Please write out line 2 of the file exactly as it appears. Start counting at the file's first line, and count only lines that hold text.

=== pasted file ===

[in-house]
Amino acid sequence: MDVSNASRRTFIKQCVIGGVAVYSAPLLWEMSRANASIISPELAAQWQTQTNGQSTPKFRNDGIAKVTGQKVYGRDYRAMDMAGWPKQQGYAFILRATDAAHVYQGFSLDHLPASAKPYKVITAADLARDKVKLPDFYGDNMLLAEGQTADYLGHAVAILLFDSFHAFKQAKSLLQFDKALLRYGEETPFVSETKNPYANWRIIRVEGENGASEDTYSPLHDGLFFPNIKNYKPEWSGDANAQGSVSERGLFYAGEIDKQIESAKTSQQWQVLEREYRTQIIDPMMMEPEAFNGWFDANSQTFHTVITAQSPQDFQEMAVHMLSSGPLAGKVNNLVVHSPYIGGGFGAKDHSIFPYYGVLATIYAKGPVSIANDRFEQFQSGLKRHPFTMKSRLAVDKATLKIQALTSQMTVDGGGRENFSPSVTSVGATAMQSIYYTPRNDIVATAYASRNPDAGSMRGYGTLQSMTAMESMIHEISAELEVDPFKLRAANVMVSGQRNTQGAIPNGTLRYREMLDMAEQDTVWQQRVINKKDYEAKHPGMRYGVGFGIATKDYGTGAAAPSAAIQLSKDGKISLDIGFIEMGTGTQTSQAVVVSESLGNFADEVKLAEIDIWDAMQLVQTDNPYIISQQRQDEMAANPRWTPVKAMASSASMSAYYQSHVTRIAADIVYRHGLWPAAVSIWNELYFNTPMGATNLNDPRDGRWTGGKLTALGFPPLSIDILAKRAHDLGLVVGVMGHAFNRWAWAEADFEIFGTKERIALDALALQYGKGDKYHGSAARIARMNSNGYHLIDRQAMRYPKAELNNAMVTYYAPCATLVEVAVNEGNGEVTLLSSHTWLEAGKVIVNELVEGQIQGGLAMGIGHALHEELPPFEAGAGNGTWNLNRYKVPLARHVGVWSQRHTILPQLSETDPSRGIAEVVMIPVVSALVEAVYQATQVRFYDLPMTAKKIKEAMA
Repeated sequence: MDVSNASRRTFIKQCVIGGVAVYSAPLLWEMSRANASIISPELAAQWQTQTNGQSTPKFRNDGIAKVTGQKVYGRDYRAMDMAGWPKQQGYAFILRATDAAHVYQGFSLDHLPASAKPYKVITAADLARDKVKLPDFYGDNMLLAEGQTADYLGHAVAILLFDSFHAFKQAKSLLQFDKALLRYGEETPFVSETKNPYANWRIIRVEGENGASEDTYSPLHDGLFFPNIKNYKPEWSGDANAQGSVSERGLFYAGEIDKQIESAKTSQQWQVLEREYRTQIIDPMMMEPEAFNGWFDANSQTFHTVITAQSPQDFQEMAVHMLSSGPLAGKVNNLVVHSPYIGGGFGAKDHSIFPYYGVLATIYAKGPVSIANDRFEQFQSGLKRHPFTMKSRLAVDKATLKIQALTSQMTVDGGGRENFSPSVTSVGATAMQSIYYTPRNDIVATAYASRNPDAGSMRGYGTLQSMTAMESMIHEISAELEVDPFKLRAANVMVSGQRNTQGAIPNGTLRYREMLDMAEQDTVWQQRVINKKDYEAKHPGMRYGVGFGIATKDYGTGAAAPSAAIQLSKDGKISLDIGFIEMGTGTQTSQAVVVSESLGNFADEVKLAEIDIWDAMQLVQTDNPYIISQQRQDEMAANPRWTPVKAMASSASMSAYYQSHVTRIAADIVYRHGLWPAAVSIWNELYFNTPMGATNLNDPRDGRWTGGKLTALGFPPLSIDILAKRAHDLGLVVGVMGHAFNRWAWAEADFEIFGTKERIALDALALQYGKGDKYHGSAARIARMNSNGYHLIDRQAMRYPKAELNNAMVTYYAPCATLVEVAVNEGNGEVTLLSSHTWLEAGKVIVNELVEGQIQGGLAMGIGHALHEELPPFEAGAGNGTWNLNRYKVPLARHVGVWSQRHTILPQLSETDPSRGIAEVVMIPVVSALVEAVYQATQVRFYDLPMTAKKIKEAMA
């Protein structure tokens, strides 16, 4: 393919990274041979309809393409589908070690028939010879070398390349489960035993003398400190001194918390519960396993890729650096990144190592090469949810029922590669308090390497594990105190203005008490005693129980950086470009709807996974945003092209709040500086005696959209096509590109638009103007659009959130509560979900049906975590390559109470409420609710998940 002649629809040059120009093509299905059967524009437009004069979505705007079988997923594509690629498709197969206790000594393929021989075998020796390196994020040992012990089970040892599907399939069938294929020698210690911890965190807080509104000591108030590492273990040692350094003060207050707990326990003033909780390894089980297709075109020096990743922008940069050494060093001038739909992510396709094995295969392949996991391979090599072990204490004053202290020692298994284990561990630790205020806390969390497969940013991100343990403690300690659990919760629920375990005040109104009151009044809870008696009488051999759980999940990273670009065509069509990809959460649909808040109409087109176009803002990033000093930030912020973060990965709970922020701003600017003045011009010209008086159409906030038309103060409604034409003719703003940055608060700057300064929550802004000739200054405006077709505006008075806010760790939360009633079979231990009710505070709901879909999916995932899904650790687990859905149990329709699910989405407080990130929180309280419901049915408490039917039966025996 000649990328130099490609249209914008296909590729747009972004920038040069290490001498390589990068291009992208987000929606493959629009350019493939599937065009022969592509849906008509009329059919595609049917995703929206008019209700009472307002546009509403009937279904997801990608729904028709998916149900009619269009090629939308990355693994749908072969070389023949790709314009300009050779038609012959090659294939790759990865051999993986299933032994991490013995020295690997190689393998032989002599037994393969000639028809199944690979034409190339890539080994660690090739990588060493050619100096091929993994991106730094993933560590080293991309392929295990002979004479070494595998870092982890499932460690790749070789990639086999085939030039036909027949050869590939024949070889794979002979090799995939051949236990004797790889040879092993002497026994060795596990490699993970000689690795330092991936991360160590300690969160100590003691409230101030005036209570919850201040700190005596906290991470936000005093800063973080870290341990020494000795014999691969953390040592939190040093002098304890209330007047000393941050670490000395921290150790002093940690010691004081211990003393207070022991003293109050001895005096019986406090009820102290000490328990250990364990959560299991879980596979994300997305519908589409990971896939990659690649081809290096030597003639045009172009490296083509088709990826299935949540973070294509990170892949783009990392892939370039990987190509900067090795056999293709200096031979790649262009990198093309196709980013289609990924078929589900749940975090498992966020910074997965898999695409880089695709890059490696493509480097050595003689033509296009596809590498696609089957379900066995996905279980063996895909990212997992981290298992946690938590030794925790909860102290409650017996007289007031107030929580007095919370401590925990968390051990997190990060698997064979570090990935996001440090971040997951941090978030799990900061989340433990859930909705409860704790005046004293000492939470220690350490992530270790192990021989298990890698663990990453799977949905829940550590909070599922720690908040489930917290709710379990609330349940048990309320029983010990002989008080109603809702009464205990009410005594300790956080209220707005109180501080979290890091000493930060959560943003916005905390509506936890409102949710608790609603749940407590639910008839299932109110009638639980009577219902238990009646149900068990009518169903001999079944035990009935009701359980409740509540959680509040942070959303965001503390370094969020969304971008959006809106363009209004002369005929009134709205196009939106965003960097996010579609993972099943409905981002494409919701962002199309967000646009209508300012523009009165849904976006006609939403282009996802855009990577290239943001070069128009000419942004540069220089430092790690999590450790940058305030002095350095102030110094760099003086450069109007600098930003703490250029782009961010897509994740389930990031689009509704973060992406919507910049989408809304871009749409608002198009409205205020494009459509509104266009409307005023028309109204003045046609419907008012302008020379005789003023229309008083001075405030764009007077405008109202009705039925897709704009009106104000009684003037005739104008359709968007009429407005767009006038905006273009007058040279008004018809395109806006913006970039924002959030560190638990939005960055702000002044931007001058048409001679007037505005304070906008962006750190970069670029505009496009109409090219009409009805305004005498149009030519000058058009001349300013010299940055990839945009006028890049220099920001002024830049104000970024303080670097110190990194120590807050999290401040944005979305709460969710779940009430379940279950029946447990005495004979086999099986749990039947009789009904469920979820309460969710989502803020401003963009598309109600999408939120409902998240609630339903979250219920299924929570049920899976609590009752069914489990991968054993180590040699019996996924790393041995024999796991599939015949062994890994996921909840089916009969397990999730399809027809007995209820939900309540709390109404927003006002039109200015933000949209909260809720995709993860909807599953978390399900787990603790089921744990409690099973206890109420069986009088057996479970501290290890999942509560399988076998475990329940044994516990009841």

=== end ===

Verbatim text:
Amino acid sequence: MDVSNASRRTFIKQCVIGGVAVYSAPLLWEMSRANASIISPELAAQWQTQTNGQSTPKFRNDGIAKVTGQKVYGRDYRAMDMAGWPKQQGYAFILRATDAAHVYQGFSLDHLPASAKPYKVITAADLARDKVKLPDFYGDNMLLAEGQTADYLGHAVAILLFDSFHAFKQAKSLLQFDKALLRYGEETPFVSETKNPYANWRIIRVEGENGASEDTYSPLHDGLFFPNIKNYKPEWSGDANAQGSVSERGLFYAGEIDKQIESAKTSQQWQVLEREYRTQIIDPMMMEPEAFNGWFDANSQTFHTVITAQSPQDFQEMAVHMLSSGPLAGKVNNLVVHSPYIGGGFGAKDHSIFPYYGVLATIYAKGPVSIANDRFEQFQSGLKRHPFTMKSRLAVDKATLKIQALTSQMTVDGGGRENFSPSVTSVGATAMQSIYYTPRNDIVATAYASRNPDAGSMRGYGTLQSMTAMESMIHEISAELEVDPFKLRAANVMVSGQRNTQGAIPNGTLRYREMLDMAEQDTVWQQRVINKKDYEAKHPGMRYGVGFGIATKDYGTGAAAPSAAIQLSKDGKISLDIGFIEMGTGTQTSQAVVVSESLGNFADEVKLAEIDIWDAMQLVQTDNPYIISQQRQDEMAANPRWTPVKAMASSASMSAYYQSHVTRIAADIVYRHGLWPAAVSIWNELYFNTPMGATNLNDPRDGRWTGGKLTALGFPPLSIDILAKRAHDLGLVVGVMGHAFNRWAWAEADFEIFGTKERIALDALALQYGKGDKYHGSAARIARMNSNGYHLIDRQAMRYPKAELNNAMVTYYAPCATLVEVAVNEGNGEVTLLSSHTWLEAGKVIVNELVEGQIQGGLAMGIGHALHEELPPFEAGAGNGTWNLNRYKVPLARHVGVWSQRHTILPQLSETDPSRGIAEVVMIPVVSALVEAVYQATQVRFYDLPMTAKKIKEAMA